On August 15, 2023, the Homeless Children and Youth Act (H.R. 5221) was reintroduced by U.S. Representatives Mikie Sherrill (D-NJ-11), Bill Posey (R-FL-08), Delia Ramirez (D-IL-03), and Don Bacon (R-NE-02).
Most children, youth, and families experiencing homelessness are shut out of homeless assistance because they do not meet the U.S. Department of Housing and Urban Development (HUD) restrictive definition of homelessness.
Shelters and transitional housing are often full, unable to serve families as a unit, do not accept unaccompanied minor youth, or simply do not exist in too many communities. When families and youth are not able to access shelter, they are much less likely to be eligible for HUD homeless assistance programs.
Unaccompanied youth experiencing homelessness fear interactions with authorities and exploitation from older adults, whether in a shelter, on the street, or staying on someone’s couch. Families experiencing homelessness are also less likely than single adults to stay on the streets and other outdoor locations, often because they are afraid their children will be removed from their custody.
For these reasons, youth and families are much more likely to stay temporarily with other people, or in motels — situations that are themselves very unstable, often unsafe, and put them at risk of great harm, including trafficking. They often move between situations and may not know where they will sleep from one night to the next.
While these youth and families are considered homeless by some federal agencies, including the U.S. Department of Education and the U.S. Department of Health and Human Services, they are not considered homeless by HUD. As a result, they are not eligible to be assessed for and receive HUD homeless assistance. Yet the children and youth who are excluded from HUDs definition of homelessness are extremely vulnerable, and are at great risk of continuing to experience homelessness as adults.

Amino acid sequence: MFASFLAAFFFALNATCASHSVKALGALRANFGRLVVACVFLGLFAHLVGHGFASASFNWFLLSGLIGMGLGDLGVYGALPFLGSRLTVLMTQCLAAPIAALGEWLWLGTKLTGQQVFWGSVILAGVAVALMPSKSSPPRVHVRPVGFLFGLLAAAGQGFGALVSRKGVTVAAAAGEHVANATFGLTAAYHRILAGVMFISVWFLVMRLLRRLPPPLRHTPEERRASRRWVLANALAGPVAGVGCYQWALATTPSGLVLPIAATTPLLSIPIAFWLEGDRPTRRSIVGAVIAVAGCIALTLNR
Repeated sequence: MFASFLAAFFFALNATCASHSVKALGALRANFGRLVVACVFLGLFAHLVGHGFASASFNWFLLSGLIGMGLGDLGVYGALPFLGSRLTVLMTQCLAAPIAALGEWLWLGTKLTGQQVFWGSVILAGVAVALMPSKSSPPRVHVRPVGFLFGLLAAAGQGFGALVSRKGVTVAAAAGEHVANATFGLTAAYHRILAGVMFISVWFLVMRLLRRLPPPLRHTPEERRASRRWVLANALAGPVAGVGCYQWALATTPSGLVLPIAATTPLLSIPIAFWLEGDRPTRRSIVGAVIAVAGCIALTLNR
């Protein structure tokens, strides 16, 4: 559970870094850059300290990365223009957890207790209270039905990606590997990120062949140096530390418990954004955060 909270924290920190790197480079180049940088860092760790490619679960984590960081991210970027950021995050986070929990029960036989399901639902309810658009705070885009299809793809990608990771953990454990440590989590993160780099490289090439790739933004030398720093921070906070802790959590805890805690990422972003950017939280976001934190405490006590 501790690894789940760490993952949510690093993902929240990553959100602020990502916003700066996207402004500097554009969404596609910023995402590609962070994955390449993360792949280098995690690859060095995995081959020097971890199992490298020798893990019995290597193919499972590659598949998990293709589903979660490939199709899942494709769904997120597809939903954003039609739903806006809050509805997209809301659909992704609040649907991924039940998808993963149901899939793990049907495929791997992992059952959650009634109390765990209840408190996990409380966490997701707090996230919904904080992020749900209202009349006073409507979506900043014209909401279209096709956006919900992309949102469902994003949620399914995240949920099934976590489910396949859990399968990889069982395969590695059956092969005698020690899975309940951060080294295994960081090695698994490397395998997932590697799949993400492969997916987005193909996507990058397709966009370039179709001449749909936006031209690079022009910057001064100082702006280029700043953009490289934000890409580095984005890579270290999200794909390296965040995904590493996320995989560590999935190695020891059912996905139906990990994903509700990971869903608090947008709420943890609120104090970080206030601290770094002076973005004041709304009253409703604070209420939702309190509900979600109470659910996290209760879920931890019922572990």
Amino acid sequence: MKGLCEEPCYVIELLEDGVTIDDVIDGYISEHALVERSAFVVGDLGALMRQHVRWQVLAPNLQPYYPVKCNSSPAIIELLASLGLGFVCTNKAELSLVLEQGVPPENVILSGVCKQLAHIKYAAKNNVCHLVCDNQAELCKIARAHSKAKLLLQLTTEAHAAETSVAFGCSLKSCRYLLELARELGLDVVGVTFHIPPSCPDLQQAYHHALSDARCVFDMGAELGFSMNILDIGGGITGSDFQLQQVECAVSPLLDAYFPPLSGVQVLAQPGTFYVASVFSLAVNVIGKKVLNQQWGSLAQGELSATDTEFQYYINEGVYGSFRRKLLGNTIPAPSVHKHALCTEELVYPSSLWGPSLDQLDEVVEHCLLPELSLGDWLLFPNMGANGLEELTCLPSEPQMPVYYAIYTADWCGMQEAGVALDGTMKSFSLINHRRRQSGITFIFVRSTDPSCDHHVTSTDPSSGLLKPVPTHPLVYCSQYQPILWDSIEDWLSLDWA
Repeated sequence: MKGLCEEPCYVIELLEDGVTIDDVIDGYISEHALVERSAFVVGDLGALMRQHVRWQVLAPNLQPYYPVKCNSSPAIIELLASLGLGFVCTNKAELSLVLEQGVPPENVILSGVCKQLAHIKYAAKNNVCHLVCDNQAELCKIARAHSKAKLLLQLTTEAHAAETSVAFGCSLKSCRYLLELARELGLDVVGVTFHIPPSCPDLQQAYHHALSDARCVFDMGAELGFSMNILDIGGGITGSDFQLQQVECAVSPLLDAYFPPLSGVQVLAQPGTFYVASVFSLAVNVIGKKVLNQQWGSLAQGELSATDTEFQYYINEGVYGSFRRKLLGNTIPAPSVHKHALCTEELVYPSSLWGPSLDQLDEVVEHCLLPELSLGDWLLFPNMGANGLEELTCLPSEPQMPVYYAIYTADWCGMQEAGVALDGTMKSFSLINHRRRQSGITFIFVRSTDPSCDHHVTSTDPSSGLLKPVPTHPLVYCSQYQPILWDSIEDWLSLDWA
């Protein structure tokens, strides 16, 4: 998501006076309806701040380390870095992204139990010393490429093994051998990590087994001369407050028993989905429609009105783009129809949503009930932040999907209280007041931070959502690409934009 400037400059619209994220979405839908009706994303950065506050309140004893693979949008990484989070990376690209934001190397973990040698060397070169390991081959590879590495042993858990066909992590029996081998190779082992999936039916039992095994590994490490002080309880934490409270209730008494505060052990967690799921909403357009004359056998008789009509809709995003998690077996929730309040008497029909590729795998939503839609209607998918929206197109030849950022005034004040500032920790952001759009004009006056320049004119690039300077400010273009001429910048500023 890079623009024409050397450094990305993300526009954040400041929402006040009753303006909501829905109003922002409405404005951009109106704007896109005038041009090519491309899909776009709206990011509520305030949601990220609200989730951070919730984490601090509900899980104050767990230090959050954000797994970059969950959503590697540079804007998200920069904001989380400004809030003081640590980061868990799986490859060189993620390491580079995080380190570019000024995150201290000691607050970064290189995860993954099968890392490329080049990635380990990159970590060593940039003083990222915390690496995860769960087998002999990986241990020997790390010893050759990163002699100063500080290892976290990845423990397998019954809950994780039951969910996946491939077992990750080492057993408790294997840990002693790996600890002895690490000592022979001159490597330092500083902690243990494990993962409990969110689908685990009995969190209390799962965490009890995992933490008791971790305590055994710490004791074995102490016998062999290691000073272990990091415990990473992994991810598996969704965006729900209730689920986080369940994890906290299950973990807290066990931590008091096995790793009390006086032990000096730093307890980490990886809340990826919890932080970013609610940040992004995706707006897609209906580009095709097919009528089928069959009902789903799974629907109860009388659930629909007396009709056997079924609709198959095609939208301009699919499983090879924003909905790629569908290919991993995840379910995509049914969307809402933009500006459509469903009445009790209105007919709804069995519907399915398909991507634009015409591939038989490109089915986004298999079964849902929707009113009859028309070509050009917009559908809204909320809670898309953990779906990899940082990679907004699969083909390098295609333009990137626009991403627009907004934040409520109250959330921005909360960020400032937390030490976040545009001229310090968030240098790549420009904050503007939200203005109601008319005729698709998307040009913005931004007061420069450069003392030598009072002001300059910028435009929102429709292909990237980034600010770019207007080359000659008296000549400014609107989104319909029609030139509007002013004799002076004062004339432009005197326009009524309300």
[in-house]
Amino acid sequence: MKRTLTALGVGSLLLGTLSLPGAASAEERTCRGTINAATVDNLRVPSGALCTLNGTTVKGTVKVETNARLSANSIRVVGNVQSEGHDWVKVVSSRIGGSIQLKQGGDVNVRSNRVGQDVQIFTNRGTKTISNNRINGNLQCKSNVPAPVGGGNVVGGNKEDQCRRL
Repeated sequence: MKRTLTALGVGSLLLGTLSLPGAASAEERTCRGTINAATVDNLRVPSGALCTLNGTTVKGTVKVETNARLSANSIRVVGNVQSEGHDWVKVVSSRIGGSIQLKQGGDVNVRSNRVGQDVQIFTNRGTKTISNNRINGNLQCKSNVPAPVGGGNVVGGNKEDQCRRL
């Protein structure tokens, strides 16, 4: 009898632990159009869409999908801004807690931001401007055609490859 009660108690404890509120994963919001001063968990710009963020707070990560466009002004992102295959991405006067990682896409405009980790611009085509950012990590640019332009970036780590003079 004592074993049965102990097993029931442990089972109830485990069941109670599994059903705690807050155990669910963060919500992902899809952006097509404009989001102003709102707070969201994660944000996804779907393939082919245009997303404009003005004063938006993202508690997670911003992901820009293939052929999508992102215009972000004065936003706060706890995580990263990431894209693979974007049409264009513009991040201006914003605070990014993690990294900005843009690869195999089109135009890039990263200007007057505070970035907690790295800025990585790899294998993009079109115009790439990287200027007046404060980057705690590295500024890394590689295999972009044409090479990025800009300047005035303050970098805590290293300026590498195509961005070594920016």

The Homeless Children and Youth Act (HCYA) fixes this problem by aligning federal definitions of homelessness for children and youth, streamlining assistance, leveraging resources, and bringing greater visibility to the reality of family and youth homelessness.
Take Action Now!
Action #1: Urge Your U.S. Representative to Sign On as a Co-Sponsor of H.R. 5221
Arrange to meet virtually or in person with your U.S. Representative or their staff to educate them about the harms of hidden homelessness and urge them to sign on to HCYA. Invite your community partners to join you! You can find contact information for your U.S. Representative here. If you’d like assistance setting up meetings with your elected officials, please email NN4Y Policy Associate Heather Lavoie at email@example.com .
If you don’t have time to meet, use this editable action form to send a personalized letter to your U.S. Representative urging them to cosponsor the Homeless Children and Youth Act.
Action #2: Sign Your Organization on as an Endorser of HCYA
Use this form to add your organization’s name to the list of organizational endorsers. Please share widely with your community partners!
Action #3: Share on Social Media
Use this action form ➡️ bit.ly/3qCLftu ⬅️ to send a personalized letter to your U.S. Representative urging them to cosponsor the #Homeless Children and Youth Act. @nn4youth #EndYouthHomelessness
The Homeless Children & Youth Act aligns federal definitions of #homelessness for children & youth, streamlines assistance, leverages resources, and brings greater visibility to the reality of family & youth homelessness. @nn4youth #EndYouthHomelessness.
Endorse this bill: https://bit.ly/3quk6su
And more on this social media toolkit!
More information about HCYA
Homeless Children and Youth Fact Sheet
Hidden Homelessness in the U.S.: Why Congress Must Change HUD’s Definition of Homelessness to Align With Other Federal Agencies
The Pitfalls of HUD’s Point-in-Time Count for Children, Youth, and Families